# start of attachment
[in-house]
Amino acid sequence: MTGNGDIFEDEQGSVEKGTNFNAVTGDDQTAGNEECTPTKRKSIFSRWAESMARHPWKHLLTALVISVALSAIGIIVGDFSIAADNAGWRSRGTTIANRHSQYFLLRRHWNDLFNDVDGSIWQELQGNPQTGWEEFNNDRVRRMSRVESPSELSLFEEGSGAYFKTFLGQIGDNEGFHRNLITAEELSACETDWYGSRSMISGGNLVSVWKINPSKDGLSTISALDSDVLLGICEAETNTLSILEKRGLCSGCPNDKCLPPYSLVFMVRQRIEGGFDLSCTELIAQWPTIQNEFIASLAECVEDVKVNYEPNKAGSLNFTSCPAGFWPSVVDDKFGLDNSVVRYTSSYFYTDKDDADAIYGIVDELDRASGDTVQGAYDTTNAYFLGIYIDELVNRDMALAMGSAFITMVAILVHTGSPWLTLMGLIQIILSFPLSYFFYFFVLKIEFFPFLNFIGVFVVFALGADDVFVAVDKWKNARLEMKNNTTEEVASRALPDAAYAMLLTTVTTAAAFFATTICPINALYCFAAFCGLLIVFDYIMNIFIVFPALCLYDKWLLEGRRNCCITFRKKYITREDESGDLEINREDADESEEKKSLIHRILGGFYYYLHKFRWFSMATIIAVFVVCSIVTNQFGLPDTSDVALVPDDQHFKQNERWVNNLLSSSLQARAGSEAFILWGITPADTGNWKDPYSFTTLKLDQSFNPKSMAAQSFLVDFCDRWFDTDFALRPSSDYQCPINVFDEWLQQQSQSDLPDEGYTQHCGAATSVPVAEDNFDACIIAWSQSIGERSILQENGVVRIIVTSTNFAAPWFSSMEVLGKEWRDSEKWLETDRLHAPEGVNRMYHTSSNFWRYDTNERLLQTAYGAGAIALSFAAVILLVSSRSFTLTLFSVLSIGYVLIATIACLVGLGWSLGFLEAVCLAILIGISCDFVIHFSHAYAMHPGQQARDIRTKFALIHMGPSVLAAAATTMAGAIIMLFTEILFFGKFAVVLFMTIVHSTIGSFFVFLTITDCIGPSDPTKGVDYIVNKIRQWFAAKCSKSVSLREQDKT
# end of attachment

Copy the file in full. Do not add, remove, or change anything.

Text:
[in-house]
Amino acid sequence: MTGNGDIFEDEQGSVEKGTNFNAVTGDDQTAGNEECTPTKRKSIFSRWAESMARHPWKHLLTALVISVALSAIGIIVGDFSIAADNAGWRSRGTTIANRHSQYFLLRRHWNDLFNDVDGSIWQELQGNPQTGWEEFNNDRVRRMSRVESPSELSLFEEGSGAYFKTFLGQIGDNEGFHRNLITAEELSACETDWYGSRSMISGGNLVSVWKINPSKDGLSTISALDSDVLLGICEAETNTLSILEKRGLCSGCPNDKCLPPYSLVFMVRQRIEGGFDLSCTELIAQWPTIQNEFIASLAECVEDVKVNYEPNKAGSLNFTSCPAGFWPSVVDDKFGLDNSVVRYTSSYFYTDKDDADAIYGIVDELDRASGDTVQGAYDTTNAYFLGIYIDELVNRDMALAMGSAFITMVAILVHTGSPWLTLMGLIQIILSFPLSYFFYFFVLKIEFFPFLNFIGVFVVFALGADDVFVAVDKWKNARLEMKNNTTEEVASRALPDAAYAMLLTTVTTAAAFFATTICPINALYCFAAFCGLLIVFDYIMNIFIVFPALCLYDKWLLEGRRNCCITFRKKYITREDESGDLEINREDADESEEKKSLIHRILGGFYYYLHKFRWFSMATIIAVFVVCSIVTNQFGLPDTSDVALVPDDQHFKQNERWVNNLLSSSLQARAGSEAFILWGITPADTGNWKDPYSFTTLKLDQSFNPKSMAAQSFLVDFCDRWFDTDFALRPSSDYQCPINVFDEWLQQQSQSDLPDEGYTQHCGAATSVPVAEDNFDACIIAWSQSIGERSILQENGVVRIIVTSTNFAAPWFSSMEVLGKEWRDSEKWLETDRLHAPEGVNRMYHTSSNFWRYDTNERLLQTAYGAGAIALSFAAVILLVSSRSFTLTLFSVLSIGYVLIATIACLVGLGWSLGFLEAVCLAILIGISCDFVIHFSHAYAMHPGQQARDIRTKFALIHMGPSVLAAAATTMAGAIIMLFTEILFFGKFAVVLFMTIVHSTIGSFFVFLTITDCIGPSDPTKGVDYIVNKIRQWFAAKCSKSVSLREQDKT